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In the College of Education, we work to disrupt, interrupt, and change systemic inequities in P-12 schools, adult education, and higher education by demanding equal and equitable rights, opportunities, and treatment for all; to produce inclusive and equitable participation, power, access, impacts, and outcomes for all groups, by embedding educational justice as part of our culture through people, places, programs, policies, and processes.

Disrupting Racism and Injustice in Education

People We intentionally and overtly cede power to underrepresented communities. We educate ourselves and our students on how to recognize and interrupt racism in ourselves and how to enact antiracist practices in our teaching.

Places We design spaces in which our BIPOC students have the safe opportunity to share, grapple, and explore. Likewise, we advocate for safe spaces for others, challenging racist structures in our partner schools and communities.

Programs We support future educators through coursework on the history of systematic racism in U.S. schools, challenging how programs and curricula uphold white supremacy and working to dismantle this system.

Policies We value and prioritize underrepresented voices in shaping new policy and in revising existing policies to mitigate implicit bias in student admissions & support, faculty & staff hiring, promotion & tenure, and student evaluation of faculty.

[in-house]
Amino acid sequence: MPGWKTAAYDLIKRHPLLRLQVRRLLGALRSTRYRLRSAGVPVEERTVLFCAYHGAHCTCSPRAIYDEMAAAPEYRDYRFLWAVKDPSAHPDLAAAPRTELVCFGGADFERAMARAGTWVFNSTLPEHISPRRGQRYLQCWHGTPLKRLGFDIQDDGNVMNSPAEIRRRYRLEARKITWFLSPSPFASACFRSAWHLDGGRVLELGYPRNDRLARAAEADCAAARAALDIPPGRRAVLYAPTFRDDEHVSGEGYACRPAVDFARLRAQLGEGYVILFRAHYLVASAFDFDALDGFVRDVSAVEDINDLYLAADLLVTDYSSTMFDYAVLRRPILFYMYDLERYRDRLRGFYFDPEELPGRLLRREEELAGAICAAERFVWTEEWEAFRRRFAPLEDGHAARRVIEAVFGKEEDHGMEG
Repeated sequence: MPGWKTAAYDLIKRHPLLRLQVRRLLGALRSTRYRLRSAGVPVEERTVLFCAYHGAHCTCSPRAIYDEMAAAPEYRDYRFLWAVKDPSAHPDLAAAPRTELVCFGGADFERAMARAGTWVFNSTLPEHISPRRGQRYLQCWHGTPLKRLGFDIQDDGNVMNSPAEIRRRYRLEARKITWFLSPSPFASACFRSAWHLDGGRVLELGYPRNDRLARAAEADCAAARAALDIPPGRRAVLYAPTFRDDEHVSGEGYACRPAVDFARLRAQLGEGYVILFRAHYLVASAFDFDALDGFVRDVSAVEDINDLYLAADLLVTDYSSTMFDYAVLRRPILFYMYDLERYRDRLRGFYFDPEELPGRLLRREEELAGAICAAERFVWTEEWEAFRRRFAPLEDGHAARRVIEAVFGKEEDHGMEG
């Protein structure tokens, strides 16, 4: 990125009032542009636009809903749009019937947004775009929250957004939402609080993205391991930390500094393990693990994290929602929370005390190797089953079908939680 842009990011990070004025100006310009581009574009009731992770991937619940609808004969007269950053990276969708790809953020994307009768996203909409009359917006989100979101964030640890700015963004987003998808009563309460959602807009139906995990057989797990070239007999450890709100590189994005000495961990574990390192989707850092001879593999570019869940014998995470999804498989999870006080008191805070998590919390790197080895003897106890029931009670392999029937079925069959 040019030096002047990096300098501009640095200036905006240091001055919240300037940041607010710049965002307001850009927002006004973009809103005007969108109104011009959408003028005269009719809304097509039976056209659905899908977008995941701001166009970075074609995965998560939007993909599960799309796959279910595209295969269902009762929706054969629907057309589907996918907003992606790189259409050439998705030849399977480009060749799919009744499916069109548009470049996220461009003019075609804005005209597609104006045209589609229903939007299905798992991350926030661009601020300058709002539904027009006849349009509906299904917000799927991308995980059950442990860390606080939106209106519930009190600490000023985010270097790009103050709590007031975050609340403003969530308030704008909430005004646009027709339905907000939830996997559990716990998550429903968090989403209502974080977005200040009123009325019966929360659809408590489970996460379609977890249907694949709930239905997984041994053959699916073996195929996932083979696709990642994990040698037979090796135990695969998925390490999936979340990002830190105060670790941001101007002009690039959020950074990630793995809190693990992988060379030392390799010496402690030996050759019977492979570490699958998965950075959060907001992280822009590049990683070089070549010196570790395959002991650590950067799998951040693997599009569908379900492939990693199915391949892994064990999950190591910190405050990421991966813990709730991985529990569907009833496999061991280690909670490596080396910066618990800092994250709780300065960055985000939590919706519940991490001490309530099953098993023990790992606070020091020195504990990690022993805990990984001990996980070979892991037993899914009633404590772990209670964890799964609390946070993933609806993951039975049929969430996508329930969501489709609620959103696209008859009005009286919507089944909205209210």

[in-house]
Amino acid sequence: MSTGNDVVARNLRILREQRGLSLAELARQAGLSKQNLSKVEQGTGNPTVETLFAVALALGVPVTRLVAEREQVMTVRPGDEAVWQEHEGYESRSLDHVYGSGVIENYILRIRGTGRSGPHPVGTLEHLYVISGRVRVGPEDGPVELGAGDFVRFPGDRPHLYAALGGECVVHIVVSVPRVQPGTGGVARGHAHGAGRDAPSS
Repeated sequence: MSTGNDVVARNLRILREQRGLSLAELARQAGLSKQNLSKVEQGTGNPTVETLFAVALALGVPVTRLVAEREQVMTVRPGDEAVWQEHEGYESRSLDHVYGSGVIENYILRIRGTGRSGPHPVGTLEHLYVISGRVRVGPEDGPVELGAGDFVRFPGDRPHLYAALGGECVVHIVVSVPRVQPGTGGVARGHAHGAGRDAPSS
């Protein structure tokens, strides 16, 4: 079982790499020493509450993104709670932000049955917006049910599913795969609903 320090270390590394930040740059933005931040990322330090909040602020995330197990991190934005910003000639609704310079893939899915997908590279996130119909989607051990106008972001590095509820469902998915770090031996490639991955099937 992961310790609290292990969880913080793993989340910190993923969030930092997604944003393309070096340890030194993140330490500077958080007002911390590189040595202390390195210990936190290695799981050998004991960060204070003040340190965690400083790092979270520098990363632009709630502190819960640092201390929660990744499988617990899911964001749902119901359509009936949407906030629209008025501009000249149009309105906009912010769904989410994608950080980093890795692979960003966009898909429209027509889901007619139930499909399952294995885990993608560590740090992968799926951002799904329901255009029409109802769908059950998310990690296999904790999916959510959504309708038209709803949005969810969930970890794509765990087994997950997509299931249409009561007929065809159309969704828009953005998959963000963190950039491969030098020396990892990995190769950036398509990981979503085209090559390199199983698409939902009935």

Processes We engage diversity and social justice in our collaborative scholarship, presentations, and engagements. We advocate for diversity when asked to write, speak, or engage. We divest from organizations that do not advocate for equity in practice.

Lucy Simms Exhibit located in Memorial Hall

The “Celebrating Lucy F. Simms” Exhibit is located in Memorial Hall. In 2016, James Madison University students collaborated with members of the Shenandoah Valley Black Heritage Project. Their work led to the creation of an exhibit honoring the life of this educator and community leader.

Lucy F. Simms was a knowledgeable and kind educator who also served as a surrogate parent to her students. Born into slavery in 1856, emancipated slaves like Lucy Simms, did not have access to formal education in Harrisonburg until 1870, when Simms was just 14 years old. She then went on to earn a teaching certificate from Virginia’s Hampton Institute in 1877.

Simms then returned to Rockingham County, where she would teach over 1800 African American students across three generations of families. Simms brought dedication to the three schools where she spent 56 years of her teaching career.

“When I calculate the time I have been teaching by years, it seems quite a while, but, when I calculate by dollars and cents, it seems but a short while.” -Lucy F. Simms.

The Lucy F. Simms School was built soon after her death and served African-American students throughout Rockingham County and surrounding areas.

For more information about Lucy F. Simms and her courageous work, visit the “Celebrating Lucy F. Simms” exhibit located near the ‘B’ entrance of Memorial Hall. There is also the opportunity to visit exhibits within the Lucy F. Simms Continuing Education Center which is located at 620 Simms Avenue, Harrisonburg, VA, 22802.

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